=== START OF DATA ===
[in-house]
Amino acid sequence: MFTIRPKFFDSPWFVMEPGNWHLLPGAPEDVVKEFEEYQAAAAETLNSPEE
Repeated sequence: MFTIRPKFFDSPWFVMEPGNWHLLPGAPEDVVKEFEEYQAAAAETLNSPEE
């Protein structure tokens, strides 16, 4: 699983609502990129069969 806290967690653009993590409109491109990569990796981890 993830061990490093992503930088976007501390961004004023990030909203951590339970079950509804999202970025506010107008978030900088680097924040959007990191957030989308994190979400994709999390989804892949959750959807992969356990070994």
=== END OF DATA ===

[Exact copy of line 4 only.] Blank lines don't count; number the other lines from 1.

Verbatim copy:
């Protein structure tokens, strides 16, 4: 699983609502990129069969 806290967690653009993590409109491109990569990796981890 993830061990490093992503930088976007501390961004004023990030909203951590339970079950509804999202970025506010107008978030900088680097924040959007990191957030989308994190979400994709999390989804892949959750959807992969356990070994």